Bobby nodded.  “Which town was it?”

“That was Rogue Town,” Nat replied, “but I went from town to town for several years.  Back then I worked for Tom Rennock, Herman’s father.  I went wherever he needed me most.  He was a decent man.  Better than his son, anyway.”

“So you worked for Herman Rennock when his dad died?” Bobby asked.

“Don’t remind me,” Nat muttered, shaking his head.

“So what made you stop working for Rennock?” Bobby asked.

“I warned one too many towns that were on his kill list,” Nat said.  “He found out about it.  Wasn’t too happy about it.  When he confronted me, I cussed him out and said I was through.”  He chuckled.

“This was after your falling out with Warrick Baines, I assume?”  Bobby asked.

Nat nodded as he took another swig of water.  “Well after.”

“So you think Warrick told him?” Bobby asked.

“I know he did,” Nat replied.  Bobby could hear the anger in his raspy voice.  “If I ever see his metal ass again, I’m gonna do what I shoulda done so many years ago.  I’m gonna kill ‘im.”

Bobby drank some more water from the bottle.  “How many towns did you warn?”

“Seven,” Nat said, looking down at the ground through his sunglasses.

“So how many people escaped those towns?”

Nat shrugged.  “Who knows?  Several thousand probably.”

“So there are several thousand people who are alive today thanks to you?” Bobby asked.

Nat chuckled and glared at Bobby through his sunglasses.  “Don’t make me out to be some sort of hero, kid.  Nobody’s that great.  Heroes only let people down.  Heroes get killed.  And they say if you’re a hero and you live long enough, ya become a villain.  I did what I had to, that’s all.  I did it and that’s that.”  He handed the water bottle to Bobby.  “Here, the rest’s yours.”  He stood and walked towards the trees in the direction of the camp.  Bobby drank the rest of the water and followed.


That evening, everyone sat by the campfire and ate dinner together in the oasis one last time.  Horseman and Michelle had to leave for Silver City early the next morning.  Abby didn’t want to leave the oasis until Pete was finished fixing her computer, but Bobby knew they’d probably be leaving soon, also.  They’d been in the oasis for almost three days now, and they needed to get moving.  It was a shame.  The oasis was such a wonderful place and Bobby wasn’t sure if he’d ever see anything like it again.  They hadn’t even begun to explore the vast wilderness.  Everyone had stayed fairly close to the edge, near the desert.  Maybe one day Bobby would be able to return.  He glanced over at Michelle, watching as the flames of the campfire kissed her face with flickering light.  She noticed him looking at her and smiled and he smiled back.  She turned away and said something to her brother who was sitting next to her.  Bobby was finally starting to feel more comfortable around Michelle.  Too bad she was leaving the next morning.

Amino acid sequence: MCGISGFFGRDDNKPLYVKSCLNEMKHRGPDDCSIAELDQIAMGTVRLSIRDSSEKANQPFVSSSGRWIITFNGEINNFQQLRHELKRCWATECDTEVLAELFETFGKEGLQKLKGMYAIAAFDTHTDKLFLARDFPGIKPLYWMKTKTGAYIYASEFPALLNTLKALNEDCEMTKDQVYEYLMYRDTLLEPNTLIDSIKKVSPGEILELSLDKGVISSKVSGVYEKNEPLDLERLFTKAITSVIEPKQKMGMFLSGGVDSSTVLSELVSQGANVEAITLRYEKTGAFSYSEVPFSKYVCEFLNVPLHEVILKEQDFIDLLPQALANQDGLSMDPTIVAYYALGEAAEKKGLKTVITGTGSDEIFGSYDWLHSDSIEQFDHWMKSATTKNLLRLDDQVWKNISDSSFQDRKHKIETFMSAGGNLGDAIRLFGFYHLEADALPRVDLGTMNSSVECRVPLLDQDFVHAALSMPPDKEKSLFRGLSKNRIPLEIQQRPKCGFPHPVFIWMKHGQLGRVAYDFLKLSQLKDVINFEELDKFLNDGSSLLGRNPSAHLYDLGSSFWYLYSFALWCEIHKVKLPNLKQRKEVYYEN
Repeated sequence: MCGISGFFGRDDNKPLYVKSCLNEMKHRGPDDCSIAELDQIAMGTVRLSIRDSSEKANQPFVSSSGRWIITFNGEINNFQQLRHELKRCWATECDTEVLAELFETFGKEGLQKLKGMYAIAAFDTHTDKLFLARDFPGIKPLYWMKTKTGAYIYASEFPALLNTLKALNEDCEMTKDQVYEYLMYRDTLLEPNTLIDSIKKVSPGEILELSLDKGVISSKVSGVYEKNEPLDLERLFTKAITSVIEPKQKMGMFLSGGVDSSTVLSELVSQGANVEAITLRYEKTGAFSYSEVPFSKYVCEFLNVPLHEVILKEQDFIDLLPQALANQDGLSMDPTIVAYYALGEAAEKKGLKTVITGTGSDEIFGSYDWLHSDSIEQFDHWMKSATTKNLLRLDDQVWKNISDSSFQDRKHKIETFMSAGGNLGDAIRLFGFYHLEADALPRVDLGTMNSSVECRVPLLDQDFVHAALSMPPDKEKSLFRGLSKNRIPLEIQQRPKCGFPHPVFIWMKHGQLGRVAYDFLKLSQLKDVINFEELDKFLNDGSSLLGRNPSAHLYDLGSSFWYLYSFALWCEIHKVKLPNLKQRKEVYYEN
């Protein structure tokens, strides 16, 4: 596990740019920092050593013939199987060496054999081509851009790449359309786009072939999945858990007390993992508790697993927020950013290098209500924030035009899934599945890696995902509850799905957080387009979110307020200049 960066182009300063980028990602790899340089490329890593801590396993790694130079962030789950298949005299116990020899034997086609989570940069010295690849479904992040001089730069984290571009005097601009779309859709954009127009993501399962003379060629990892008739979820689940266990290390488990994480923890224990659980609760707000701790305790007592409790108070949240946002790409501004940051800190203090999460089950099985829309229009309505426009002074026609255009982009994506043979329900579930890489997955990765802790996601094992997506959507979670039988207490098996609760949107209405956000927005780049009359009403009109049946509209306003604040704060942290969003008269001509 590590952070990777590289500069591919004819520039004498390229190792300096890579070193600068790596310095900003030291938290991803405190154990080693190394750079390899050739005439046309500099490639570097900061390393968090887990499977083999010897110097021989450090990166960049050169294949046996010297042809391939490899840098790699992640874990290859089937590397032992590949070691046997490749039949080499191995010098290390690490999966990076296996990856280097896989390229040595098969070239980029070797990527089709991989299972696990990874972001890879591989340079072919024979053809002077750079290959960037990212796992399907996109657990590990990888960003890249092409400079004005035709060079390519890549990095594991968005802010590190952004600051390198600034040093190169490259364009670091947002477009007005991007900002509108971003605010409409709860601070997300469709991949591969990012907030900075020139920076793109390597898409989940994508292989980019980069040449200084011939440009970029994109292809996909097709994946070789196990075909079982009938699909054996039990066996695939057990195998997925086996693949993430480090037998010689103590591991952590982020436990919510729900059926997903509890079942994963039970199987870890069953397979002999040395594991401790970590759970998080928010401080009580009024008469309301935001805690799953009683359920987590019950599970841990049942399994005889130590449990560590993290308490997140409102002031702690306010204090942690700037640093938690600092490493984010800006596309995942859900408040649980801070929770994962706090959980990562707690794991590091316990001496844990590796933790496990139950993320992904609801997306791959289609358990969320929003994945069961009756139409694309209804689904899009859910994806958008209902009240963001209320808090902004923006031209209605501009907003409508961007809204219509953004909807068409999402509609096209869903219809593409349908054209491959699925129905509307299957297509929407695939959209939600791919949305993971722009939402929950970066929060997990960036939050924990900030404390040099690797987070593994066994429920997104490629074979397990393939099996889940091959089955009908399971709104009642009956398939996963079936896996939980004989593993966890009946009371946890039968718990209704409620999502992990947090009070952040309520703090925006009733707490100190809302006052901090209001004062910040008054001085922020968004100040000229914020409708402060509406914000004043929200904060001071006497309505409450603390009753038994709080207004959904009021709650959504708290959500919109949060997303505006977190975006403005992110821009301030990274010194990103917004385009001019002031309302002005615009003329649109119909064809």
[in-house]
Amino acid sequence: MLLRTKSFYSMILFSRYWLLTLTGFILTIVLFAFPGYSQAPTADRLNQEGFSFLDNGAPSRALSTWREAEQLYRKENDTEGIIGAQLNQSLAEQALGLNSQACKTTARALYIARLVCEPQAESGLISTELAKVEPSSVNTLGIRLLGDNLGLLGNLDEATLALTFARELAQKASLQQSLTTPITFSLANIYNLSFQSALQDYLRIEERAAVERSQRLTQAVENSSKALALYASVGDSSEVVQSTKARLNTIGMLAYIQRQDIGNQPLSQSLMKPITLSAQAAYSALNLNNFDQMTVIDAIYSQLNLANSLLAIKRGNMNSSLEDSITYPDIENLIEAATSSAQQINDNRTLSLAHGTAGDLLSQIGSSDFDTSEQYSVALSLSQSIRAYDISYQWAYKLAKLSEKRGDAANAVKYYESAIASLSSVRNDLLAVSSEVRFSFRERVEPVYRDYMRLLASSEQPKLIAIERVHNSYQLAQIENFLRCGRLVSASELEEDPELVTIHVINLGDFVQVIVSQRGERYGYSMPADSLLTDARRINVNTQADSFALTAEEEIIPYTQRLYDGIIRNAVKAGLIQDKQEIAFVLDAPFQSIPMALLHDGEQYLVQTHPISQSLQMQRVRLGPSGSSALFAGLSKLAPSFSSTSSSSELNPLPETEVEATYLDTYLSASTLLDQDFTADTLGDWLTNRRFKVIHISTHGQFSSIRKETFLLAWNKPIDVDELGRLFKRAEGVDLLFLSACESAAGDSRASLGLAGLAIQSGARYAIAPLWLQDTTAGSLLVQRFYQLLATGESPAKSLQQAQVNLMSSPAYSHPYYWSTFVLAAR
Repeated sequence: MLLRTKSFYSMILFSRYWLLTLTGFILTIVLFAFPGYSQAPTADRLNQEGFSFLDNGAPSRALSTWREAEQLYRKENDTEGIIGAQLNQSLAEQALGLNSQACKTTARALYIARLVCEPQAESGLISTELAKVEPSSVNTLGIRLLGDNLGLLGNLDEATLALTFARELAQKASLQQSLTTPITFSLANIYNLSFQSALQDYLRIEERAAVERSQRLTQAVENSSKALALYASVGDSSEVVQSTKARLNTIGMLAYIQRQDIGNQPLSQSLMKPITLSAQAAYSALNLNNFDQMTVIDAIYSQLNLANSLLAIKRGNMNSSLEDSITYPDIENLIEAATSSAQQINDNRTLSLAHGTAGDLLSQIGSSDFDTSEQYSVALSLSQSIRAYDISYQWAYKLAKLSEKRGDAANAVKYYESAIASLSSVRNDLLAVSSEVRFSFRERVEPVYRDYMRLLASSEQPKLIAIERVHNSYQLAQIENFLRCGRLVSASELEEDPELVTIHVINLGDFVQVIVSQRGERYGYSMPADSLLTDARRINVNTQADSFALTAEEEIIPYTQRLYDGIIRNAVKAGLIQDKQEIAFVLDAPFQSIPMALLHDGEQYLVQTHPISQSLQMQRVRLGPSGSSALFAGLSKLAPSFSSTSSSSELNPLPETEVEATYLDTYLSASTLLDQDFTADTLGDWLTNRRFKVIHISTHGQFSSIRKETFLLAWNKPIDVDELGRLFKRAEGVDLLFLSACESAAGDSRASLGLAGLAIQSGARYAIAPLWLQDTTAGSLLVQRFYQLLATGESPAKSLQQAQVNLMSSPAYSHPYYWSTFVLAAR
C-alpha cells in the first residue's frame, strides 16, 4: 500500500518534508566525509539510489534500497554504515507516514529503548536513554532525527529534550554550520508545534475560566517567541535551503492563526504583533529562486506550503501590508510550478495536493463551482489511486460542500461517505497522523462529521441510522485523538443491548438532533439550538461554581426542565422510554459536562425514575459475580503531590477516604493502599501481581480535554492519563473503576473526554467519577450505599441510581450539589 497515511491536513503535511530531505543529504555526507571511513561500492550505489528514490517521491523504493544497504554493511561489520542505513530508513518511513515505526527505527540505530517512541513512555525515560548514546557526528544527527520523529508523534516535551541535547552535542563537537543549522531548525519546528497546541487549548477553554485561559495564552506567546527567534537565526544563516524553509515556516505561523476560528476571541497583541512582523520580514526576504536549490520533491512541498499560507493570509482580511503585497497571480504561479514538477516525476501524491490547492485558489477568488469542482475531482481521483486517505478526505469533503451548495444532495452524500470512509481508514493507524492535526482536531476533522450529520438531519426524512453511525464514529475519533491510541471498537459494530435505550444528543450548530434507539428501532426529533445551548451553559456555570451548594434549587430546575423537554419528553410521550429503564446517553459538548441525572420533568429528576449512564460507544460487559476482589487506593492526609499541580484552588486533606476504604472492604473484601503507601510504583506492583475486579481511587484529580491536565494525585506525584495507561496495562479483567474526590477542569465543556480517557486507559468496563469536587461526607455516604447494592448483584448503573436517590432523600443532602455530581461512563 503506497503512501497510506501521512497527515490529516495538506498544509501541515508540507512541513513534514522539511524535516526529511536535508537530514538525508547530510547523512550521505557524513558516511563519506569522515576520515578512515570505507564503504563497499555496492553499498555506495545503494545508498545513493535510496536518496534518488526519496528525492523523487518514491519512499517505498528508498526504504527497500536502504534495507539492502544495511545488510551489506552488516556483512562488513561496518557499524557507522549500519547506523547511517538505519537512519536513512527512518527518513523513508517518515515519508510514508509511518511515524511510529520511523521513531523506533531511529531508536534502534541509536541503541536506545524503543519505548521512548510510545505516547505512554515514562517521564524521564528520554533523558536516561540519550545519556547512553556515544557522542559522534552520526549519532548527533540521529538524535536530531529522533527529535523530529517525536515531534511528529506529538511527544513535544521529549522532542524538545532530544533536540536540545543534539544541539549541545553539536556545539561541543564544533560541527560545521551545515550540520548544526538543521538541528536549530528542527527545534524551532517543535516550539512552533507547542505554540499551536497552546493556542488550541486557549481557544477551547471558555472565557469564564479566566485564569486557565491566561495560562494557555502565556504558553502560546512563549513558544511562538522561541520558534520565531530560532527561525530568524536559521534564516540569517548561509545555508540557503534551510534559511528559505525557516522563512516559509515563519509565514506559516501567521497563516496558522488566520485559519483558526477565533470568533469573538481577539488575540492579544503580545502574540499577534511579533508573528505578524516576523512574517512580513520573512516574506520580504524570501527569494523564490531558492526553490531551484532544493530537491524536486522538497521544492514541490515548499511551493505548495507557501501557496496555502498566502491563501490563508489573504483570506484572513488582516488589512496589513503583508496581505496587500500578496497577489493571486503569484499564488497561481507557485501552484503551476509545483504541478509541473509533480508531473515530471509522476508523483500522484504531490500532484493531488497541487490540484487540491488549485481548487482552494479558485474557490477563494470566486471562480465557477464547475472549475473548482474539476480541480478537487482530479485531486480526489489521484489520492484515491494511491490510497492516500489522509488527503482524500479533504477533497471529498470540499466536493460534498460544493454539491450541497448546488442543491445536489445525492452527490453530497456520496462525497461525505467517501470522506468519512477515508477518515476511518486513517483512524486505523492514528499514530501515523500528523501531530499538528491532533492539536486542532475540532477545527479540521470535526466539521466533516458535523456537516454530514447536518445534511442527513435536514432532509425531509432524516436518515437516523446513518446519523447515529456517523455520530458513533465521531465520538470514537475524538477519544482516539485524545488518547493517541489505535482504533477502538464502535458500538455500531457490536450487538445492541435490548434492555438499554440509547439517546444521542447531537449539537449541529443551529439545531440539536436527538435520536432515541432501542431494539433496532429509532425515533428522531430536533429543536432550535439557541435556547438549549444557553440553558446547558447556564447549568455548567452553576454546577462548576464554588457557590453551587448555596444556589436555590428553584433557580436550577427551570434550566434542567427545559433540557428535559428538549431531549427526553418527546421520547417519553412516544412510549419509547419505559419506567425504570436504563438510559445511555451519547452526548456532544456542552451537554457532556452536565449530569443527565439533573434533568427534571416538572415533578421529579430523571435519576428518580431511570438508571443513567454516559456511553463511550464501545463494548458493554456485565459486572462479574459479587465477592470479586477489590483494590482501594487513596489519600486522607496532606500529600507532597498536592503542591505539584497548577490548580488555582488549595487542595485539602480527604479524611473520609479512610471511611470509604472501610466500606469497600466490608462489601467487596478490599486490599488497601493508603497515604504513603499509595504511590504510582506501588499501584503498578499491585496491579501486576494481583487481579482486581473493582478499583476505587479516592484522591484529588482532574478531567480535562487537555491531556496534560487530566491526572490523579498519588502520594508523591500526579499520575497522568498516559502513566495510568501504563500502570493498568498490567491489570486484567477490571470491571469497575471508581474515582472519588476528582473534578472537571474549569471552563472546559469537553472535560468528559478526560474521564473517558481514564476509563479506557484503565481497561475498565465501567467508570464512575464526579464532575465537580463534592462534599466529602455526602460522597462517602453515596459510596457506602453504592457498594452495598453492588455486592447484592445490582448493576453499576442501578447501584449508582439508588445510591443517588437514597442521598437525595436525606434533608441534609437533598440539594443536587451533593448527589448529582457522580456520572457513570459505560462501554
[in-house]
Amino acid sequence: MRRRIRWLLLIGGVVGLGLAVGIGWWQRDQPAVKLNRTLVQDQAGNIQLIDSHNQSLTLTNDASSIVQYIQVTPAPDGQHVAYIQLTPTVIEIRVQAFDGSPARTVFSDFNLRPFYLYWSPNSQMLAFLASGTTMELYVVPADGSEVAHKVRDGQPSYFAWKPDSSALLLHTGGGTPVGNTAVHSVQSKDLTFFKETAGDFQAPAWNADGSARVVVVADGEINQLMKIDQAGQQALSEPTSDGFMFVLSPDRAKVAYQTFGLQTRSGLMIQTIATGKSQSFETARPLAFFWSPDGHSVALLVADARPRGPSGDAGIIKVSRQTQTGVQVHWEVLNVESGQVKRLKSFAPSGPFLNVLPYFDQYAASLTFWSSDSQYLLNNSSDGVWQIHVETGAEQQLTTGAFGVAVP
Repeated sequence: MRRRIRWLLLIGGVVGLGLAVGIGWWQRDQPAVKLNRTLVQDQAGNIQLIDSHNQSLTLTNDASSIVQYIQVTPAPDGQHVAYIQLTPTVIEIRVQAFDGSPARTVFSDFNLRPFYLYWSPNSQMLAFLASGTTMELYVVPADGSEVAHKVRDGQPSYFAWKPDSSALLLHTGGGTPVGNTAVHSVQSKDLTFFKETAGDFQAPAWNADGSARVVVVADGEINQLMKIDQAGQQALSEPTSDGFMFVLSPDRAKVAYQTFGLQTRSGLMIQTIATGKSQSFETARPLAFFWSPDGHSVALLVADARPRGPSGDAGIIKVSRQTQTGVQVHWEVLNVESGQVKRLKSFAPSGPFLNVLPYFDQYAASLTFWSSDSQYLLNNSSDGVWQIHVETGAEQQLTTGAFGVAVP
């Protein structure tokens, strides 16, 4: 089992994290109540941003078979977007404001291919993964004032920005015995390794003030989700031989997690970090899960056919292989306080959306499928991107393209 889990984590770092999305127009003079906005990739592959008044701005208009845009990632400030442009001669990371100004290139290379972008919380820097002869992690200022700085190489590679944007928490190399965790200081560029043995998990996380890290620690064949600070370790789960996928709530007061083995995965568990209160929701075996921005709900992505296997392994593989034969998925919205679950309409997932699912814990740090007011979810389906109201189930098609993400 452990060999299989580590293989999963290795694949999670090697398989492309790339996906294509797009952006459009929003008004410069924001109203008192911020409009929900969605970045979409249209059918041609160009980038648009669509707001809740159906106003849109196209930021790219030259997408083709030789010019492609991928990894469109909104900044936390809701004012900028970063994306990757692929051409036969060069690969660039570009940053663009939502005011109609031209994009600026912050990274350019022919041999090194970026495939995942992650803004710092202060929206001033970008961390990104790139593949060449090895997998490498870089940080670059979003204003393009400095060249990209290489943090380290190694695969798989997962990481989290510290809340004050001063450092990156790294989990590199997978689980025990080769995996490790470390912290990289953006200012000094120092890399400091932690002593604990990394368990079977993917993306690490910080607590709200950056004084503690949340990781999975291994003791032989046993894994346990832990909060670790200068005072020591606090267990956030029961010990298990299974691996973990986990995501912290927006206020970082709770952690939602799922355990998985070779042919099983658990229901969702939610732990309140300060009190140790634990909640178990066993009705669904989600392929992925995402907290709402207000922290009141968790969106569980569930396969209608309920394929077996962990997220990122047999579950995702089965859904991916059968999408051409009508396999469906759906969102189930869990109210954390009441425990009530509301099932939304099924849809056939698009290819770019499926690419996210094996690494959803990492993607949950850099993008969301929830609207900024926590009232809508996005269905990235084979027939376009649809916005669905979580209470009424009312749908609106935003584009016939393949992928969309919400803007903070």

“I need everyone’s attention,” Abby said.  Bobby turned to face her.  “Since I have everyone here,” she began, “I feel I need to let you all know what my plans are.”  She smiled at Horseman and Michelle.  “You two can come join us when you’re finished in Silver City if you want, so I’ll fill you in, also.”

Horseman nodded.  “I’ll need to see what my next orders are, but we’ll join you if we can.”

Abby smiled and looked around at the other faces gathered around the fire.  “I’m sure you’re all wondering why we’re heading for South Edge.  I realize I told you all we’re going west to the Rocky Mountains.”  She glanced at Bobby and he nodded.  “Well,” she continued, “the Rockies are our ultimate destination, but we have to make some stops along the way.  My father hid over a trillion dollars’ worth of diamonds in various cities throughout the Southwest Territory and the northern edge of the Mexican Territory.”  Bobby’s jaw dropped and there was a collective gasp.

“A trillion dollars?” Nat asked.  “How the hell are we gonna collect all that?”

“We can keep the diamonds in Pete’s van as we get them,” Abby said.

Nat frowned and glared at Pete.  “Is that so?  That’s an awful lot of money to trust to one man.”

“What am I going to do?” Pete asked.  “Run away with it?”

“Yeah,” Nat said.  “You can use your camouflage nanobots and your radar jammers and disappear forever.”  He turned to Abby.  “Bad idea.”

Abby shook her head.  “I trust him.  Why should I trust you any more than I trust him?  Besides, I’m going to continue riding with him.”

“I want to bring Rennock down as much as you do,” Pete said to Nat.  “Besides, if I run off and start spending billions of dollars’ worth of diamonds, don’t you think Rennock will notice eventually?”

“So the diamonds are in five towns, the first of which is South Edge,” Abby said.  “My father and my ancestors have spent centuries saving up this fortune.  Now we’re going to use it to found a new nation.  A trillion dollars should be a good start.  From there, we’ll raise taxes like any other nation.”

“Which other towns are the diamonds in?” Bobby asked.

“I’m not sure,” Abby said with a frown.  “The information’s stored on Einstein, so as soon as Pete finishes fixing him, we’ll be ready.  I guess we could go to South Edge now, but I’d rather wait until Einstein’s ready.  Besides, why would we want to leave this oasis before we had to, anyway?”